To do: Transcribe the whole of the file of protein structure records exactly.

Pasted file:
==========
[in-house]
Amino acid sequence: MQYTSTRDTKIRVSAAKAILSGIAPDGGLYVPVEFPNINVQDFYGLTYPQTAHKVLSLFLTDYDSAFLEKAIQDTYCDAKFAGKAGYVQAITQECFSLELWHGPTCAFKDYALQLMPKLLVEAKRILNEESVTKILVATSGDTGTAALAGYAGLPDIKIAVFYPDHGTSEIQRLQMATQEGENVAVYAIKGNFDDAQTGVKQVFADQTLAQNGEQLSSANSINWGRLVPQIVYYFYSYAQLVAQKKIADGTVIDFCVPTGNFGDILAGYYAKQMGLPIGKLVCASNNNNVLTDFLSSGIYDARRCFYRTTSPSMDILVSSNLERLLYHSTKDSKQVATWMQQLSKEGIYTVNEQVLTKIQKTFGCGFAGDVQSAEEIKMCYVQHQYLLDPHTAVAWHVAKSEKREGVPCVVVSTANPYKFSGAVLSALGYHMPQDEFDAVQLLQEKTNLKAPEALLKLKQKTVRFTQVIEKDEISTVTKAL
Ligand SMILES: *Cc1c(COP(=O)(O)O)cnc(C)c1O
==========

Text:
[in-house]
Amino acid sequence: MQYTSTRDTKIRVSAAKAILSGIAPDGGLYVPVEFPNINVQDFYGLTYPQTAHKVLSLFLTDYDSAFLEKAIQDTYCDAKFAGKAGYVQAITQECFSLELWHGPTCAFKDYALQLMPKLLVEAKRILNEESVTKILVATSGDTGTAALAGYAGLPDIKIAVFYPDHGTSEIQRLQMATQEGENVAVYAIKGNFDDAQTGVKQVFADQTLAQNGEQLSSANSINWGRLVPQIVYYFYSYAQLVAQKKIADGTVIDFCVPTGNFGDILAGYYAKQMGLPIGKLVCASNNNNVLTDFLSSGIYDARRCFYRTTSPSMDILVSSNLERLLYHSTKDSKQVATWMQQLSKEGIYTVNEQVLTKIQKTFGCGFAGDVQSAEEIKMCYVQHQYLLDPHTAVAWHVAKSEKREGVPCVVVSTANPYKFSGAVLSALGYHMPQDEFDAVQLLQEKTNLKAPEALLKLKQKTVRFTQVIEKDEISTVTKAL
Ligand SMILES: *Cc1c(COP(=O)(O)O)cnc(C)c1O